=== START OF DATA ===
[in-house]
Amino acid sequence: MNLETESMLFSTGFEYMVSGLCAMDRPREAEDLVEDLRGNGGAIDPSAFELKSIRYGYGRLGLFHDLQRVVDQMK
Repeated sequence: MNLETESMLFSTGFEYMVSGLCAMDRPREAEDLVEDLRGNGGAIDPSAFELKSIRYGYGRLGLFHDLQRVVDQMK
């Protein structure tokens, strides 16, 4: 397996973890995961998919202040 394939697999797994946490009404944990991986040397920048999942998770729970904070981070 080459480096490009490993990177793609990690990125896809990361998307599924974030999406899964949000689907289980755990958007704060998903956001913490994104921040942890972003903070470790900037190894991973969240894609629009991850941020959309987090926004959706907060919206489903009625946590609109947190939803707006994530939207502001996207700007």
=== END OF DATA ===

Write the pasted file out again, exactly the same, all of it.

[in-house]
Amino acid sequence: MNLETESMLFSTGFEYMVSGLCAMDRPREAEDLVEDLRGNGGAIDPSAFELKSIRYGYGRLGLFHDLQRVVDQMK
Repeated sequence: MNLETESMLFSTGFEYMVSGLCAMDRPREAEDLVEDLRGNGGAIDPSAFELKSIRYGYGRLGLFHDLQRVVDQMK
């Protein structure tokens, strides 16, 4: 397996973890995961998919202040 394939697999797994946490009404944990991986040397920048999942998770729970904070981070 080459480096490009490993990177793609990690990125896809990361998307599924974030999406899964949000689907289980755990958007704060998903956001913490994104921040942890972003903070470790900037190894991973969240894609629009991850941020959309987090926004959706907060919206489903009625946590609109947190939803707006994530939207502001996207700007």